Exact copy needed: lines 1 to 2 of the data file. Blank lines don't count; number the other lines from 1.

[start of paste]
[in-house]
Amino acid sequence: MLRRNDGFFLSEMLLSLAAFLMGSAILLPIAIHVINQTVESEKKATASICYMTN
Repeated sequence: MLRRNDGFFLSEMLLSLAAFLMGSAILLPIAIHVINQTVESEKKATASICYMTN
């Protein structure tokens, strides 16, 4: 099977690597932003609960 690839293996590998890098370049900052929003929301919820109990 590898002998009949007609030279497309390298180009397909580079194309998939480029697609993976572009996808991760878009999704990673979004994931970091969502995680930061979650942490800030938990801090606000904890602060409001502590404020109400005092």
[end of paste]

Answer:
[in-house]
Amino acid sequence: MLRRNDGFFLSEMLLSLAAFLMGSAILLPIAIHVINQTVESEKKATASICYMTN